Pro Farmer's 2015 Ag Story & Ag Person of the Year

December 23, 2015 09:54 PM
Pro Farmer's 2015 Ag Story & Ag Person of the Year

Each year, the Pro Farmer editorial staff votes on an ag story and ag person of the year. We take into account what story we believe impacted agriculture the most over the past year and who had the most significant individual accomplishment/achievement. Our choices this year:

2015 ag story of the year: Stronger dollar hurts exports
The rise of the U.S. dollar had a broad impact across the agriculture sector over the past year. Everyone from grain farmers to livestock producers to exporters were affected in one way or another by the dollar’s surge. That’s why the Pro Farmer editorial staff choose the dollar’s sharp ascent as the 2015 Pro Farmer ag story of the year.

While the dollar began rising in May 2014, it wasn’t until early 2015 that the greenback climbed to “par” (100.00) for the first time since April 2003. The surge by the dollar took away the competitive advantage the U.S. had enjoyed for 11 years on the global export market. As a result, export demand for U.S. ag goods waned. Slackened export demand was most pronounced in wheat, beef and corn, with hefty year-over-year declines. For agriculture as a whole, fiscal year (FY) 2015 exports slumped 8.3%, to $139.741 billion — the smallest export tally since FY 2012 — primarily because of the stronger dollar. That led to the smallest ag trade surplus since FY 2009.

The dollar’s impact on ag trade will remain an issue in 2016. For FY 2016, ag exports are projected to drop another $8.2 billion, to $131.5 billion, which would be the smallest tally since FY 2010 and would drop the projected trade surplus to the lowest level since FY 2006.

2015 ag person of the year: USDA Secretary Tom Vilsack
USDA Secretary Tom Vilsack is Pro Farmer’s 2015 ag person of the year. Vilsack has come a long way during his tenure as the head of USDA. In his early years, Vilsack took a lot of heat for not being supportive of production agriculture. Pro Farmer was one of his harshest critics. But he has become a fierce defender of production agriculture.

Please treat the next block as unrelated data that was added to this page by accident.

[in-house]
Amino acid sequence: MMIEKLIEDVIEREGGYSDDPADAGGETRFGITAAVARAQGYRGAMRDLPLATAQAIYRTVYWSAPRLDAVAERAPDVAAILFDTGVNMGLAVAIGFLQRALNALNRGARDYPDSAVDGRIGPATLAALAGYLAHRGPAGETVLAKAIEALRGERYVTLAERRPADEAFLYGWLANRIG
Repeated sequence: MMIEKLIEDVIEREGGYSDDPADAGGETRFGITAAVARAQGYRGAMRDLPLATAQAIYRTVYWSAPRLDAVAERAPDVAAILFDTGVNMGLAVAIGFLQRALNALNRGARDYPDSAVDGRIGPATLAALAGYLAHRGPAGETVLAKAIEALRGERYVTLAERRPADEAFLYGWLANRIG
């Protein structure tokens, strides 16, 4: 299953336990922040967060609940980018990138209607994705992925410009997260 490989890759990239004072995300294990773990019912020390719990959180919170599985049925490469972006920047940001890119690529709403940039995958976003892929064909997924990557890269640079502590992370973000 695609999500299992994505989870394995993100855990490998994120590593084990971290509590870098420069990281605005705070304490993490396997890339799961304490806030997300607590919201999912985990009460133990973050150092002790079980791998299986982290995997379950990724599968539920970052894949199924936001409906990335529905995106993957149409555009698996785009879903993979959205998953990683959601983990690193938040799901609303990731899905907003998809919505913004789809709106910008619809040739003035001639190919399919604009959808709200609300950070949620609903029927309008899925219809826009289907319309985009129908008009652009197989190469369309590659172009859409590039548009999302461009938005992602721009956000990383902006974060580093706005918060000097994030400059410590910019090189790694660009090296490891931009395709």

The long list of Vilsack’s agenda over the past year includes: pushing for and getting more Renewable Fuel Standard volume requirement levels for corn-based ethanol and biodiesel; calling for a pragmatic approach to the controversial dietary guidelines; spearheading the crisis management and control efforts during the bird flu outbreak; consistently urging China to alter its snail-like pace of GMO variety approvals; offering ideas to deal with the controversial GMO food labeling issue; and pushing Congress to approve the Trans-Pacific Partnership agreement, noting it’s a big net-win for both the crop and meat sectors.

Honorable mentions for ag story and person of the year

Bird flu: The disease led to the depopulation of 48 million birds in the U.S. and around 50 countries fully or partially banning U.S. poultry/poultry meat imports. In addition to the poultry industry, bird flu also impacted feed demand and triggered change in agriculture surveillance/biosecurity measures and protocol.

El Niño: The weather event built into one of the strongest on record. In the U.S., it led to the elimination of drought in the Southern Plains and brought plentiful moisture into the Corn Belt during the 2015 growing season, resulting in the third largest corn crop and largest soybean crop on record. Negative crop impacts were felt in Australia and Southeast Asia. Impacts from El Niño are expected to linger into at least early 2016 — watch central Brazil.

West Coast port closure: Extended shipping delays from the West Coast impacted many industries, but none more so than meat and vegetables/fruits. The dollar was the biggest reason for reductions in U.S. ag trade, but the West Coast port closures were a factor.

Julie Maschhoff: She’s an integral part of The Maschhoffs Inc., the largest family-owned hog production company in North America. More importantly, Julie is an advocate for agriculture — not just livestock production. She lobbies key lawmakers that influence regulations or legislation that impact agriculture.


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